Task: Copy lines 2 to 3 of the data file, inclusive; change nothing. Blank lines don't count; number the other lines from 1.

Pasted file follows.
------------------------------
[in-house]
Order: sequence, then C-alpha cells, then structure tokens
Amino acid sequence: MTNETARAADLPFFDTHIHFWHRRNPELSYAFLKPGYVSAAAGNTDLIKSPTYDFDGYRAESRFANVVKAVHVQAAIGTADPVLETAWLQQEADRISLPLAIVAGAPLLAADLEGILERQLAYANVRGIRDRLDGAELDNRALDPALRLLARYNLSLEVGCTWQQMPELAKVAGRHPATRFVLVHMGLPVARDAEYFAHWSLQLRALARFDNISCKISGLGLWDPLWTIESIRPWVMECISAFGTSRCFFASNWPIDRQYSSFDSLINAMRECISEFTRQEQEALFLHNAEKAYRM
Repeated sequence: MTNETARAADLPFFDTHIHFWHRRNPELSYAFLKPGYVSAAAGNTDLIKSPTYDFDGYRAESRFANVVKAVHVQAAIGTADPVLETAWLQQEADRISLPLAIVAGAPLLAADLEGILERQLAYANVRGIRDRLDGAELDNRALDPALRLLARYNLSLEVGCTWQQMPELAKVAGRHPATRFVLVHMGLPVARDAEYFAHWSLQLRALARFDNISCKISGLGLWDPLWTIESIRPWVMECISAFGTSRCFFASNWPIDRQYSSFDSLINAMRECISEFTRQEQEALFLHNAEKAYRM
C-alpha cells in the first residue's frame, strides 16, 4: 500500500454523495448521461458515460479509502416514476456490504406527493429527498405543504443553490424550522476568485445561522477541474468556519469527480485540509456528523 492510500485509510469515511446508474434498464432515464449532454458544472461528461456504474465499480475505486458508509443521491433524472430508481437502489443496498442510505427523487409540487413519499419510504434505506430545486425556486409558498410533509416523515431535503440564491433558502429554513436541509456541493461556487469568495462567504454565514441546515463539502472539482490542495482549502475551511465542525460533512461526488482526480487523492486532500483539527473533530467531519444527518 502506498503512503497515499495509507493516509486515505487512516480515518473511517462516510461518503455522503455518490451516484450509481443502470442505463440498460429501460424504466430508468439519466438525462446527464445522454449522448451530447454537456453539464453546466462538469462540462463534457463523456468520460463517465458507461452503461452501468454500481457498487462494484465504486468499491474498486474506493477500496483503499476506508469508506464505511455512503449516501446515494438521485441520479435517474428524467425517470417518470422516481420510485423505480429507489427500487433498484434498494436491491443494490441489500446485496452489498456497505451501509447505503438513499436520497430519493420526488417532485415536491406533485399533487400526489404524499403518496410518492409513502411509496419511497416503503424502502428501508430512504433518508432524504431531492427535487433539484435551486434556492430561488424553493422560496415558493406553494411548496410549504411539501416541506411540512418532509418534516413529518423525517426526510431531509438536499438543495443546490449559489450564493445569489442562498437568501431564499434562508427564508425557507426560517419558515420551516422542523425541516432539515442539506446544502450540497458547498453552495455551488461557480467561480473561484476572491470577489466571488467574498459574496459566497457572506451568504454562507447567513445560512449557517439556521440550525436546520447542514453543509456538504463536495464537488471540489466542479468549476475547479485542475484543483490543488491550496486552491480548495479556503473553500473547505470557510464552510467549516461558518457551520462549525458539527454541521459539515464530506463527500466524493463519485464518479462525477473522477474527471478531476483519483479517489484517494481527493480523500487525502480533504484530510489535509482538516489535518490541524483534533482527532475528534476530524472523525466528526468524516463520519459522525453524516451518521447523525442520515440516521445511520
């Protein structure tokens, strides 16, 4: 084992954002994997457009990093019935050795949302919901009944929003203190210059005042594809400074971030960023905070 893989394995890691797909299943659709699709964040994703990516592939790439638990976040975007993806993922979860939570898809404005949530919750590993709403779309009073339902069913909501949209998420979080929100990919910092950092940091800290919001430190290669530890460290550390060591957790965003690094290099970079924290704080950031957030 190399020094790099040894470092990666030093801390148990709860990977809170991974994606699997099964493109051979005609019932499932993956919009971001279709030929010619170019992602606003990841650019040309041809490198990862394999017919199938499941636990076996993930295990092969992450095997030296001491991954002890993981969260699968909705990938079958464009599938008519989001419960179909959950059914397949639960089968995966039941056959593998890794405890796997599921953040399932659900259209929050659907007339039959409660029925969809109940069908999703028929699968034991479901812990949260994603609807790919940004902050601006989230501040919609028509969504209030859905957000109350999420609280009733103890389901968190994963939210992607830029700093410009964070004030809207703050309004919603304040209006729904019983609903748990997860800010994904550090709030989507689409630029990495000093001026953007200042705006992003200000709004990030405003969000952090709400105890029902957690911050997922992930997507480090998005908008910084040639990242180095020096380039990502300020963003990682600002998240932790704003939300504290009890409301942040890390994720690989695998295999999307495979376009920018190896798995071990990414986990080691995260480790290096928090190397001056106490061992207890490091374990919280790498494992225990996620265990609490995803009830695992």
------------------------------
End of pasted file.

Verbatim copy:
Order: sequence, then C-alpha cells, then structure tokens
Amino acid sequence: MTNETARAADLPFFDTHIHFWHRRNPELSYAFLKPGYVSAAAGNTDLIKSPTYDFDGYRAESRFANVVKAVHVQAAIGTADPVLETAWLQQEADRISLPLAIVAGAPLLAADLEGILERQLAYANVRGIRDRLDGAELDNRALDPALRLLARYNLSLEVGCTWQQMPELAKVAGRHPATRFVLVHMGLPVARDAEYFAHWSLQLRALARFDNISCKISGLGLWDPLWTIESIRPWVMECISAFGTSRCFFASNWPIDRQYSSFDSLINAMRECISEFTRQEQEALFLHNAEKAYRM